”SS-GB” by Len Deighton (published by Penguin Books)
If Nazi jackboots had tramped down Whitehall
It is November 1941 and King George VI is locked up in the Tower of London, Winston Churchill has been executed by a Luftwaffe firing squad in Berlin. He refused a blindfold and held up his fingers in a V sign. There is a British puppet government. Hitler’s profile is on Royal Mail postage stamps. Like France, there is an occupied zone and an unoccupied zone.
Mass arrests are staged simply to emhasise that any sort of opposition to the Nazis brings inconvenience to the innocent and guilty alike. Execution squads. A manager in a coal office was sentenced to death, for some indiscretion. Checkpoints and a curfew, shortages of goods and rationing. The currency is Occupation Marks, swastikas fly and the official Nazi newspaper in London is ”Die Englische Zeitung”.
A man selling fried turnip pieces from a street stall is unrecognisable at first but then is seen to be Mr Samuels of Samuels’ Restaurant and Tea Rooms, a well-known West End meeting place famous for its fine bread and cream cakes before the war. But he has been dispossessed and become an old man, his skin leathery and his eyes sunk deep. He wears a yellow star. His tea rooms are now a Soldatenheim, a recreation centre for German soldiers. There is brief mention of a notorious concentration camp at Wenlock Edge, Shropshire.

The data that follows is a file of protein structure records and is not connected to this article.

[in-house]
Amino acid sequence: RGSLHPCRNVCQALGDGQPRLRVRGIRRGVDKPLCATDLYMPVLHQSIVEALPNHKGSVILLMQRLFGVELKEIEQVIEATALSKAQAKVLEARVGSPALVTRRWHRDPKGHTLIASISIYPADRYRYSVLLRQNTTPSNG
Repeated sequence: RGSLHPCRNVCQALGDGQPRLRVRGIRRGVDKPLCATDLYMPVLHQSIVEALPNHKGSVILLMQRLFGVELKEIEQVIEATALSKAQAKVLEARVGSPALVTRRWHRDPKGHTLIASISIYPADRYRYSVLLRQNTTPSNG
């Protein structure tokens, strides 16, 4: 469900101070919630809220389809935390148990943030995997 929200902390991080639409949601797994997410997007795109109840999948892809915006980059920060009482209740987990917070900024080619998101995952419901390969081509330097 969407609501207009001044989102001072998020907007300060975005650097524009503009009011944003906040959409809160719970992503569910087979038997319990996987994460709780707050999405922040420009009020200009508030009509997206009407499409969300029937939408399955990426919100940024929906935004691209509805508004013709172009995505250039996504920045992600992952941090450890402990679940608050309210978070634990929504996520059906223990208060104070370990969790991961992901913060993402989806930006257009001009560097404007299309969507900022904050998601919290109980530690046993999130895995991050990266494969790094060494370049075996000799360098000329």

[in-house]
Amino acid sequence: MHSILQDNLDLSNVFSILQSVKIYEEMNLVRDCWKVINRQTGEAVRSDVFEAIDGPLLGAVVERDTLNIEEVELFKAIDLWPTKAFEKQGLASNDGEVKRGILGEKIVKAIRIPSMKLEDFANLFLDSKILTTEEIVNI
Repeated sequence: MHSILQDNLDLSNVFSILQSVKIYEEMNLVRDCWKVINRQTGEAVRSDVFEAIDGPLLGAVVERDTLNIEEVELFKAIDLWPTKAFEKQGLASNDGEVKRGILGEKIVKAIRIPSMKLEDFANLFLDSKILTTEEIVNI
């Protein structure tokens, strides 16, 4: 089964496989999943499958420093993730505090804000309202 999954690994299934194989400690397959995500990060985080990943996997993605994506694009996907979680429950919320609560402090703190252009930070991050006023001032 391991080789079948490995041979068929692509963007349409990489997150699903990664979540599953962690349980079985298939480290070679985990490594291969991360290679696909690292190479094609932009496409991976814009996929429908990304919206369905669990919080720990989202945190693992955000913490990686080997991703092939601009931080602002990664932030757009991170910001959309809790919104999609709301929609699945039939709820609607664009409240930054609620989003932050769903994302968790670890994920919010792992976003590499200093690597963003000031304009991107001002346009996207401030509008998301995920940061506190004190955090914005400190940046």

Still, there are benefits for those for whom the Germans have arrived like the Good Fairy in a pantomime. The famous hotels are promising shareholders high dividends, though the Dorchester was bombed, and Pottinger’s English-language courses have given him a large cash flow. The cost of cloth has sent many tailors bust but Benson is thriving, his window filled with German uniforms, buttons and badges. Stolen art and antiques turn a nice profit.
There is a Resistance movement. Deighton writes that In the towns it’s bombs and murdering German soldiers. In the country districts bigger groups ambush motorised patrols. But they probably won’t survive the winter. ”You can’t light fires, because of the smoke. The leaves come off the trees, and so there’s no concealment, no cover. And in the winter the spotting planes can see a man’s tracks better on the ground – and if it snows… ”
This, then, is the tone of the book, grey like the SS uniforms. It’s inevitably anti-war at moments. ”Blackshirts, redshirts, brownshirts.; the same lousy crooks are trying to take over the world,” says one character in reaction to the terrible people from both sides cosying up at a chic party.
Buckingham Palace has been bombed and London is damaged by street fighting. The city is preparing for German-Soviet Friendship Week, including digging up Karl Marx’s remains in Highgate Cemetery for removal to Moscow’s Red Square. The exhumation is wrecked by a Resistance explosion, an act that leads to martial law.
”SS-GB” is a lengthy novel with a mystery entwined. Detective Sergeant Harry Woods and Detective Superintendent Douglas Archer of the Scotland Yard Murder Squad go to investigate the discovery of a dead man at a flat above a poky antique shop in Shepherd Market, a little maze of narrow streets and alleys with a mixture of working-class Londoners, Italian shopkeepers and wealthy visitors, ”who found in these tortuous ways, and creaking old buildings, some measure of the London they’d read of in Dickens, while being conveniently close to the smart shops and restaurants”.